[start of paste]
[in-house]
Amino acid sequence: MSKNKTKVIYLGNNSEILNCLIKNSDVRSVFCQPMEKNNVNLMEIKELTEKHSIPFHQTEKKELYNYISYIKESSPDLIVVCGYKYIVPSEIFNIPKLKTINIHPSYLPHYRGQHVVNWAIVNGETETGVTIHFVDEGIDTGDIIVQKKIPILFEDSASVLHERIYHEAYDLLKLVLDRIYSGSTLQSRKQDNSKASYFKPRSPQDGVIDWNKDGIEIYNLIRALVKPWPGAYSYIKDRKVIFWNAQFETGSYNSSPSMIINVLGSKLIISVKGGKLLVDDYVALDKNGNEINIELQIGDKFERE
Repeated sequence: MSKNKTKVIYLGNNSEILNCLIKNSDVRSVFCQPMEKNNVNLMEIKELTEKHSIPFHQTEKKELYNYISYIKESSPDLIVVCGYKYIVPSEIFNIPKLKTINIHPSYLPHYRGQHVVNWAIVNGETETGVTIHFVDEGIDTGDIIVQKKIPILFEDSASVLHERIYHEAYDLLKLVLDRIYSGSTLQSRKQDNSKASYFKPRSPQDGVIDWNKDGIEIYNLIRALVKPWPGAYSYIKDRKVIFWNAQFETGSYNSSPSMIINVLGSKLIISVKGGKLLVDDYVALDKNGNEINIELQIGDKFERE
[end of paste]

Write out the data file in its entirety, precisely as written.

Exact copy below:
[in-house]
Amino acid sequence: MSKNKTKVIYLGNNSEILNCLIKNSDVRSVFCQPMEKNNVNLMEIKELTEKHSIPFHQTEKKELYNYISYIKESSPDLIVVCGYKYIVPSEIFNIPKLKTINIHPSYLPHYRGQHVVNWAIVNGETETGVTIHFVDEGIDTGDIIVQKKIPILFEDSASVLHERIYHEAYDLLKLVLDRIYSGSTLQSRKQDNSKASYFKPRSPQDGVIDWNKDGIEIYNLIRALVKPWPGAYSYIKDRKVIFWNAQFETGSYNSSPSMIINVLGSKLIISVKGGKLLVDDYVALDKNGNEINIELQIGDKFERE
Repeated sequence: MSKNKTKVIYLGNNSEILNCLIKNSDVRSVFCQPMEKNNVNLMEIKELTEKHSIPFHQTEKKELYNYISYIKESSPDLIVVCGYKYIVPSEIFNIPKLKTINIHPSYLPHYRGQHVVNWAIVNGETETGVTIHFVDEGIDTGDIIVQKKIPILFEDSASVLHERIYHEAYDLLKLVLDRIYSGSTLQSRKQDNSKASYFKPRSPQDGVIDWNKDGIEIYNLIRALVKPWPGAYSYIKDRKVIFWNAQFETGSYNSSPSMIINVLGSKLIISVKGGKLLVDDYVALDKNGNEINIELQIGDKFERE